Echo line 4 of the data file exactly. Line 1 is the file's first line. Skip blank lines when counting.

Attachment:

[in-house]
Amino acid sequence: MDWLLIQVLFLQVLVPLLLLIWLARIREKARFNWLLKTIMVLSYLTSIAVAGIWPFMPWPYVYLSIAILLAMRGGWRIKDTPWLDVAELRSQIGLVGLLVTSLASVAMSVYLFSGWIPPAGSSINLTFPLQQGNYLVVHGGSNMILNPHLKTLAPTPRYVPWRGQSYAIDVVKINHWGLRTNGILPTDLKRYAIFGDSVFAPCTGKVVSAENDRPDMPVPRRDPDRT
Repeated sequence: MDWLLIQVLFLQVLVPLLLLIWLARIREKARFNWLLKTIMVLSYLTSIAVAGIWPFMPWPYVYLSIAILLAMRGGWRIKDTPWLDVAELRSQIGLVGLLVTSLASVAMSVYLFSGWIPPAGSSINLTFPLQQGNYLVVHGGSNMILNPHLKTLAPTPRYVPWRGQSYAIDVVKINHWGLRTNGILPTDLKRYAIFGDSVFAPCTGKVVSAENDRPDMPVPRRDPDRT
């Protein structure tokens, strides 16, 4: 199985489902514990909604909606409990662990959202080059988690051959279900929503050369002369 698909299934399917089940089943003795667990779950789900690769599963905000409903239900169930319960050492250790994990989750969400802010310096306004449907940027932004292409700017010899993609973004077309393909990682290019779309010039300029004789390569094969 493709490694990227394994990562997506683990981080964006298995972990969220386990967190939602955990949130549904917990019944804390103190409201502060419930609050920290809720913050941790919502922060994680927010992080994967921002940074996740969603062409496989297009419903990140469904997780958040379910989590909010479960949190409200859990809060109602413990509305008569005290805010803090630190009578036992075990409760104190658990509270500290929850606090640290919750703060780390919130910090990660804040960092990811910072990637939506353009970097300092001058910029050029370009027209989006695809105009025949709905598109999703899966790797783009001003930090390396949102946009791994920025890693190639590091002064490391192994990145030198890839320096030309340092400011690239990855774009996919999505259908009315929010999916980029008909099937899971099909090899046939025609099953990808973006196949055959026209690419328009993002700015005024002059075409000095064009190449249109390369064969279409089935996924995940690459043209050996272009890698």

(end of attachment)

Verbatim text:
């Protein structure tokens, strides 16, 4: 199985489902514990909604909606409990662990959202080059988690051959279900929503050369002369 698909299934399917089940089943003795667990779950789900690769599963905000409903239900169930319960050492250790994990989750969400802010310096306004449907940027932004292409700017010899993609973004077309393909990682290019779309010039300029004789390569094969 493709490694990227394994990562997506683990981080964006298995972990969220386990967190939602955990949130549904917990019944804390103190409201502060419930609050920290809720913050941790919502922060994680927010992080994967921002940074996740969603062409496989297009419903990140469904997780958040379910989590909010479960949190409200859990809060109602413990509305008569005290805010803090630190009578036992075990409760104190658990509270500290929850606090640290919750703060780390919130910090990660804040960092990811910072990637939506353009970097300092001058910029050029370009027209989006695809105009025949709905598109999703899966790797783009001003930090390396949102946009791994920025890693190639590091002064490391192994990145030198890839320096030309340092400011690239990855774009996919999505259908009315929010999916980029008909099937899971099909090899046939025609099953990808973006196949055959026209690419328009993002700015005024002059075409000095064009190449249109390369064969279409089935996924995940690459043209050996272009890698």